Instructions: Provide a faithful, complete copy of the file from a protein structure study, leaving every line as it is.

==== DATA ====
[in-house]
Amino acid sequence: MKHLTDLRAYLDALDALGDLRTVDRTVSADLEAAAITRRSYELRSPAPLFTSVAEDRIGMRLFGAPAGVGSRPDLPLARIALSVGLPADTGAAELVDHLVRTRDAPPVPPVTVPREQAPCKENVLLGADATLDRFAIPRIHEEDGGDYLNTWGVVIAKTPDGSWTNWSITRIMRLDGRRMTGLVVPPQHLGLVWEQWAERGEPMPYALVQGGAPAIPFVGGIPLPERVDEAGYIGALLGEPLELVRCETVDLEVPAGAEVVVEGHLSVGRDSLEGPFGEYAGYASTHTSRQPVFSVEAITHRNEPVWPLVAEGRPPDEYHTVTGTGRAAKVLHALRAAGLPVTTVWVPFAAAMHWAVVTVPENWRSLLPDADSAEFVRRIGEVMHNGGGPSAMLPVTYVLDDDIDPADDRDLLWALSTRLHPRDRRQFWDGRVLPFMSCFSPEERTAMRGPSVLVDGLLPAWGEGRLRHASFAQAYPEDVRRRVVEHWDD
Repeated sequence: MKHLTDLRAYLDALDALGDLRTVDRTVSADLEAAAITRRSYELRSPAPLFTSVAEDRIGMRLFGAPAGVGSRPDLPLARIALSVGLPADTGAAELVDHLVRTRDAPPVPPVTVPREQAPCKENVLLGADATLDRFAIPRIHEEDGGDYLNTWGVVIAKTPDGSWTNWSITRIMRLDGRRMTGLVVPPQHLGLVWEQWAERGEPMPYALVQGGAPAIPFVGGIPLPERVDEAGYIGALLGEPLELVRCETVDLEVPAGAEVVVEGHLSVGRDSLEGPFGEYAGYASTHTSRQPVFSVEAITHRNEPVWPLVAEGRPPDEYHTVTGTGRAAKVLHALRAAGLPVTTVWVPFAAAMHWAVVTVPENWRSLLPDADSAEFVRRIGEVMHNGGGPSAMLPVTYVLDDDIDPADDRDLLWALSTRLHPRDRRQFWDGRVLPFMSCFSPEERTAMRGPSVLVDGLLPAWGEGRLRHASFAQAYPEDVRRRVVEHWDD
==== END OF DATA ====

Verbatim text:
[in-house]
Amino acid sequence: MKHLTDLRAYLDALDALGDLRTVDRTVSADLEAAAITRRSYELRSPAPLFTSVAEDRIGMRLFGAPAGVGSRPDLPLARIALSVGLPADTGAAELVDHLVRTRDAPPVPPVTVPREQAPCKENVLLGADATLDRFAIPRIHEEDGGDYLNTWGVVIAKTPDGSWTNWSITRIMRLDGRRMTGLVVPPQHLGLVWEQWAERGEPMPYALVQGGAPAIPFVGGIPLPERVDEAGYIGALLGEPLELVRCETVDLEVPAGAEVVVEGHLSVGRDSLEGPFGEYAGYASTHTSRQPVFSVEAITHRNEPVWPLVAEGRPPDEYHTVTGTGRAAKVLHALRAAGLPVTTVWVPFAAAMHWAVVTVPENWRSLLPDADSAEFVRRIGEVMHNGGGPSAMLPVTYVLDDDIDPADDRDLLWALSTRLHPRDRRQFWDGRVLPFMSCFSPEERTAMRGPSVLVDGLLPAWGEGRLRHASFAQAYPEDVRRRVVEHWDD
Repeated sequence: MKHLTDLRAYLDALDALGDLRTVDRTVSADLEAAAITRRSYELRSPAPLFTSVAEDRIGMRLFGAPAGVGSRPDLPLARIALSVGLPADTGAAELVDHLVRTRDAPPVPPVTVPREQAPCKENVLLGADATLDRFAIPRIHEEDGGDYLNTWGVVIAKTPDGSWTNWSITRIMRLDGRRMTGLVVPPQHLGLVWEQWAERGEPMPYALVQGGAPAIPFVGGIPLPERVDEAGYIGALLGEPLELVRCETVDLEVPAGAEVVVEGHLSVGRDSLEGPFGEYAGYASTHTSRQPVFSVEAITHRNEPVWPLVAEGRPPDEYHTVTGTGRAAKVLHALRAAGLPVTTVWVPFAAAMHWAVVTVPENWRSLLPDADSAEFVRRIGEVMHNGGGPSAMLPVTYVLDDDIDPADDRDLLWALSTRLHPRDRRQFWDGRVLPFMSCFSPEERTAMRGPSVLVDGLLPAWGEGRLRHASFAQAYPEDVRRRVVEHWDD